The most adorably fanboyish I’ve ever seen Stephen Colbert was when he got Sondheim on the Report. I mean, he pretty much fully dropped character and was just giddy with delight, quoting Sunday in the Park With George at the man who’s clearly an idol of his. This was as excited as Jon Stewart had been at Bruce Springsteen. This was, in essence, Springsteen for theatre geeks. Someone Cameron Mackintosh had said was probably the greatest lyricist ever. Who somehow doesn’t have an Emmy; clearly, the next of those live musical productions on TV needs to be a Sondheim one to fix that issue.
Honestly, it sounds as though his parents never should have married and his mother never should have given birth. But they did and she did, and then, when he was ten, they divorced. His father was distant; his mother was abusive. (You have to be a pretty lousy parent to send your child a letter saying that your only regret in life was giving birth to them.) However, he met and befriended James Hammerstein, whose father, Oscar Hammerstein II, took young Stephen under his wing and gave him the emotional support he wasn’t getting at home. He also gave support to Stephen’s burgeoning talent.
The rest of the world would learn about it with West Side Story. Sondheim had been bouncing around for a while, writing for TV and so forth, and he wrote what became Saturday Night, not produced until a 1997 London run, but it was when he saw Arthur Laurents at a party that he was told to audition as lyricist to Leonard Bernstein. He took one percent of the profits instead of two in exchange for sole credit as lyricist, which he now says he kicks himself for; that show has made a lot of money. He agreed to work again as lyricist to Jule Styne for Gypsy.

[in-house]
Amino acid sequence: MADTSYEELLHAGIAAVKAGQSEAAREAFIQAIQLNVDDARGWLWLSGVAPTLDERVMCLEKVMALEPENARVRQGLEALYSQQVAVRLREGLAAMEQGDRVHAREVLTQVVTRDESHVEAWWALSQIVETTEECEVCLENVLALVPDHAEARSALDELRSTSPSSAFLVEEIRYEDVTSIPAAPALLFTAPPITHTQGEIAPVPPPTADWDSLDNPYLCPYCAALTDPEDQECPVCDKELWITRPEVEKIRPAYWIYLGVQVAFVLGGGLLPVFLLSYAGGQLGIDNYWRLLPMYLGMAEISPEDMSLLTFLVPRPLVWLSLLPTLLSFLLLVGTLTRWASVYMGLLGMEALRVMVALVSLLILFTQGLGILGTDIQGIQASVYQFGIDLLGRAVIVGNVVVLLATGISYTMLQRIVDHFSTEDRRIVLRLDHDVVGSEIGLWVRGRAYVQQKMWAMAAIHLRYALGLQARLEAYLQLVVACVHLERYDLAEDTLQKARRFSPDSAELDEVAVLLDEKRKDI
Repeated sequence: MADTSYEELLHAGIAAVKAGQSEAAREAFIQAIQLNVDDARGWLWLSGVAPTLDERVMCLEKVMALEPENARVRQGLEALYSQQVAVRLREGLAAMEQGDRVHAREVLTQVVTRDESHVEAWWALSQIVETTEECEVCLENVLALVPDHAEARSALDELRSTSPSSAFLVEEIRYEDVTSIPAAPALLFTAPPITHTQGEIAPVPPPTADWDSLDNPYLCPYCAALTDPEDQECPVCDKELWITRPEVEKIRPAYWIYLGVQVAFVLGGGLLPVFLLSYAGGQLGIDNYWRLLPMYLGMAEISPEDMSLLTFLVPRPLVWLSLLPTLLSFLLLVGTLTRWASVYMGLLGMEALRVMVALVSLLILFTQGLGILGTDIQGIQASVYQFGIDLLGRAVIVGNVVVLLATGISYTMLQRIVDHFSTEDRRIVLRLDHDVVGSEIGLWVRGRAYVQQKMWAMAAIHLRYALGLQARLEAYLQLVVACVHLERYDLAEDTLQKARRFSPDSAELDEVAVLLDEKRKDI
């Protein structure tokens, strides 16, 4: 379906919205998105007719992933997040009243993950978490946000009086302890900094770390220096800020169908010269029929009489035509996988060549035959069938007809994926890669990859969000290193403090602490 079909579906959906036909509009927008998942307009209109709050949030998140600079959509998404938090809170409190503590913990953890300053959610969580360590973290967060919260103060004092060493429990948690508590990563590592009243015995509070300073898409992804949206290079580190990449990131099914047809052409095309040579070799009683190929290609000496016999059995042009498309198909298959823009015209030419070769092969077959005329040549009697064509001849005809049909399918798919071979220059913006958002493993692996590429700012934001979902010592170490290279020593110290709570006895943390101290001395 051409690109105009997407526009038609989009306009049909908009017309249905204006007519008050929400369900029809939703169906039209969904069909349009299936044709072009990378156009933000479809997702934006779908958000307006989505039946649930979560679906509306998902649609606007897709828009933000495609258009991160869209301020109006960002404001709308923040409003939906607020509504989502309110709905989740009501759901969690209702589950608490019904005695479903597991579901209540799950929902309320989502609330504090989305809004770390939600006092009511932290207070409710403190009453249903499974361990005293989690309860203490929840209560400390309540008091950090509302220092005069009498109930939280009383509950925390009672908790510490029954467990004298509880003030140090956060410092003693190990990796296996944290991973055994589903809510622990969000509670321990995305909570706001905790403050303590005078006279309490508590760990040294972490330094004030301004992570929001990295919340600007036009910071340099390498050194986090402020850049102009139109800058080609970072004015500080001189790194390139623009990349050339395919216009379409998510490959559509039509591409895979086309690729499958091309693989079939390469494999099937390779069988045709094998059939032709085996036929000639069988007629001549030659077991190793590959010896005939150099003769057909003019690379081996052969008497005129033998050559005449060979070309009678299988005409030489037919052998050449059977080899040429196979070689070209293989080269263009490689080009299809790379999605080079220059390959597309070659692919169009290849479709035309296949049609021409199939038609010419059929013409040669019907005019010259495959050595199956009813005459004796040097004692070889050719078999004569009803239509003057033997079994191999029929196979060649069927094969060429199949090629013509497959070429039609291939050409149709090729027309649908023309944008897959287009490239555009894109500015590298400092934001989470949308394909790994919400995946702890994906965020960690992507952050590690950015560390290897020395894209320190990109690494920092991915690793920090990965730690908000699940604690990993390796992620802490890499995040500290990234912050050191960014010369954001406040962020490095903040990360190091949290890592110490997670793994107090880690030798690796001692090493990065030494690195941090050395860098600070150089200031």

Hammerstein died before his protege’s first solo success, A Funny Thing Happened on the Way to the Forum. In the years since then, there have been many shows, some more financially successful than others. Merrily We Roll Along bombed. Assassins originally got 73 performances off-Broadway. Bounce tanked in its previews and never made it to Broadway. But shows such as Company and Sweeney Todd and Into the Woods have been incredibly successful. Somewhere in America right now, you can probably find a production of a Sondheim show without trying too hard.
In the movies, he has had equally uneven success. He won an Oscar for Best Original Song for Dick Tracy‘s “Sooner or Later (I Always Get My Man),” in my opinion not the best song from the movie. (“What Can You Lose.”) A Little Night Music is probably better not spoken of. Both Into the Woods and Sweeney Todd are controversial (I like Sweeney Todd well enough and am not fond of Into the Woods). But then there’s Gypsy and Funny Thing and, of course, the Oscar juggernaut of West Side Story. And I’ve long since resigned myself to the fact that there’s never going to be an Assassins movie and merely resent that Great Performances, which gave us great recordings of Sweeney Todd and Into the Woods and Sunday in the Park With George and so forth didn’t do the Broadway revival.
Beyond his own work, though, Sondheim has chosen to give back what Hammerstein gave him and mentor other rising talents. His personality doesn’t seem entirely suited to it, honestly; that childhood history of emotional abuse doesn’t really turn you into a people person. But he did, in 2008, approach Lin-Manuel Miranda to do a Spanish translation of West Side Story, and in return he was one of the first people to hear what would later become Hamilton. He wasn’t sure it would work, but he apparently said that, if anyone could make it work, Miranda could. Speaking of people who should be EGOTs and aren’t.
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